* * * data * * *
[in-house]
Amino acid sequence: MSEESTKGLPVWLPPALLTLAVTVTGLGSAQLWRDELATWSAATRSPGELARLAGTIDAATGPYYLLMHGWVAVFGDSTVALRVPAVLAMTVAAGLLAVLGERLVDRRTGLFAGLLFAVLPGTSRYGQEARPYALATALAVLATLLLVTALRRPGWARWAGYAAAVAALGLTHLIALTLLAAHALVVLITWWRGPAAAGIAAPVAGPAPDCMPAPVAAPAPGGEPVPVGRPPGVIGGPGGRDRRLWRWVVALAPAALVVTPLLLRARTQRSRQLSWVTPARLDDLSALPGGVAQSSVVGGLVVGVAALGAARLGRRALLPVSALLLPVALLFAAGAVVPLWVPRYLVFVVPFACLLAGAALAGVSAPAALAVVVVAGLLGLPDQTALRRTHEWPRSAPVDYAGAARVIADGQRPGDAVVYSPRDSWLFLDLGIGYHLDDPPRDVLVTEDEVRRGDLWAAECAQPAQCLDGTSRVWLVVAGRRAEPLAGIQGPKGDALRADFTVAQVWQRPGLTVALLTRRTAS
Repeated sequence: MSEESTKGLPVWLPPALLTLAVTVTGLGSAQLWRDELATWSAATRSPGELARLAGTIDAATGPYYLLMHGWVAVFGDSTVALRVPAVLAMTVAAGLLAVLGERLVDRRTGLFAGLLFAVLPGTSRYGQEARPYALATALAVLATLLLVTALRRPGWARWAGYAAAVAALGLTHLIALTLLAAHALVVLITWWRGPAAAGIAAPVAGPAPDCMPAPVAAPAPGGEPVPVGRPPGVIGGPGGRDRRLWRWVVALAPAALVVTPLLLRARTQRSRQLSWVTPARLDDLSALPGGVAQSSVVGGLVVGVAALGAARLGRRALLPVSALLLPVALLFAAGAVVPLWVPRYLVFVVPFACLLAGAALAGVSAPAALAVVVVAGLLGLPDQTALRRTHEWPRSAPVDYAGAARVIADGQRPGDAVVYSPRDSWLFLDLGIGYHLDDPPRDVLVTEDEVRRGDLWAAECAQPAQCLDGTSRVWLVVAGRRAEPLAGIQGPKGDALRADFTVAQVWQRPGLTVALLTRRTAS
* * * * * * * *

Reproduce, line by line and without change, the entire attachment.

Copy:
[in-house]
Amino acid sequence: MSEESTKGLPVWLPPALLTLAVTVTGLGSAQLWRDELATWSAATRSPGELARLAGTIDAATGPYYLLMHGWVAVFGDSTVALRVPAVLAMTVAAGLLAVLGERLVDRRTGLFAGLLFAVLPGTSRYGQEARPYALATALAVLATLLLVTALRRPGWARWAGYAAAVAALGLTHLIALTLLAAHALVVLITWWRGPAAAGIAAPVAGPAPDCMPAPVAAPAPGGEPVPVGRPPGVIGGPGGRDRRLWRWVVALAPAALVVTPLLLRARTQRSRQLSWVTPARLDDLSALPGGVAQSSVVGGLVVGVAALGAARLGRRALLPVSALLLPVALLFAAGAVVPLWVPRYLVFVVPFACLLAGAALAGVSAPAALAVVVVAGLLGLPDQTALRRTHEWPRSAPVDYAGAARVIADGQRPGDAVVYSPRDSWLFLDLGIGYHLDDPPRDVLVTEDEVRRGDLWAAECAQPAQCLDGTSRVWLVVAGRRAEPLAGIQGPKGDALRADFTVAQVWQRPGLTVALLTRRTAS
Repeated sequence: MSEESTKGLPVWLPPALLTLAVTVTGLGSAQLWRDELATWSAATRSPGELARLAGTIDAATGPYYLLMHGWVAVFGDSTVALRVPAVLAMTVAAGLLAVLGERLVDRRTGLFAGLLFAVLPGTSRYGQEARPYALATALAVLATLLLVTALRRPGWARWAGYAAAVAALGLTHLIALTLLAAHALVVLITWWRGPAAAGIAAPVAGPAPDCMPAPVAAPAPGGEPVPVGRPPGVIGGPGGRDRRLWRWVVALAPAALVVTPLLLRARTQRSRQLSWVTPARLDDLSALPGGVAQSSVVGGLVVGVAALGAARLGRRALLPVSALLLPVALLFAAGAVVPLWVPRYLVFVVPFACLLAGAALAGVSAPAALAVVVVAGLLGLPDQTALRRTHEWPRSAPVDYAGAARVIADGQRPGDAVVYSPRDSWLFLDLGIGYHLDDPPRDVLVTEDEVRRGDLWAAECAQPAQCLDGTSRVWLVVAGRRAEPLAGIQGPKGDALRADFTVAQVWQRPGLTVALLTRRTAS